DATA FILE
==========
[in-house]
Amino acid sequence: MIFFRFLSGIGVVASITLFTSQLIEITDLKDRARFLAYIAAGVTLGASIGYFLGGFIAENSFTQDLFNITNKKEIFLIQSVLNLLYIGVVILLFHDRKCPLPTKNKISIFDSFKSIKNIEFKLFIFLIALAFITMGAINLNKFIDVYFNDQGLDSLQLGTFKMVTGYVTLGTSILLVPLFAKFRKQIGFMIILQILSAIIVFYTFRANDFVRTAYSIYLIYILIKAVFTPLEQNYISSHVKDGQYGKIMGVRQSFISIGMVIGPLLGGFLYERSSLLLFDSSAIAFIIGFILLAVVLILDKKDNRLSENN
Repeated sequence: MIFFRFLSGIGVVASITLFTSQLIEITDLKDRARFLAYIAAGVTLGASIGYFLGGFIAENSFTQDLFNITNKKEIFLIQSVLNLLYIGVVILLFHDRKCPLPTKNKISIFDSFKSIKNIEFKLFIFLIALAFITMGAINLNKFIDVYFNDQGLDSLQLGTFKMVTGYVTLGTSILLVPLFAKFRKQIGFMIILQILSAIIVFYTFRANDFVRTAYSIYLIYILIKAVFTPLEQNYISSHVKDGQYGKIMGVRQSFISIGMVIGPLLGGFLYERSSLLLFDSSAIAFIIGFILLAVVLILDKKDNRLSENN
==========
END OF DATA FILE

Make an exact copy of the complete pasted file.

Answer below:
[in-house]
Amino acid sequence: MIFFRFLSGIGVVASITLFTSQLIEITDLKDRARFLAYIAAGVTLGASIGYFLGGFIAENSFTQDLFNITNKKEIFLIQSVLNLLYIGVVILLFHDRKCPLPTKNKISIFDSFKSIKNIEFKLFIFLIALAFITMGAINLNKFIDVYFNDQGLDSLQLGTFKMVTGYVTLGTSILLVPLFAKFRKQIGFMIILQILSAIIVFYTFRANDFVRTAYSIYLIYILIKAVFTPLEQNYISSHVKDGQYGKIMGVRQSFISIGMVIGPLLGGFLYERSSLLLFDSSAIAFIIGFILLAVVLILDKKDNRLSENN
Repeated sequence: MIFFRFLSGIGVVASITLFTSQLIEITDLKDRARFLAYIAAGVTLGASIGYFLGGFIAENSFTQDLFNITNKKEIFLIQSVLNLLYIGVVILLFHDRKCPLPTKNKISIFDSFKSIKNIEFKLFIFLIALAFITMGAINLNKFIDVYFNDQGLDSLQLGTFKMVTGYVTLGTSILLVPLFAKFRKQIGFMIILQILSAIIVFYTFRANDFVRTAYSIYLIYILIKAVFTPLEQNYISSHVKDGQYGKIMGVRQSFISIGMVIGPLLGGFLYERSSLLLFDSSAIAFIIGFILLAVVLILDKKDNRLSENN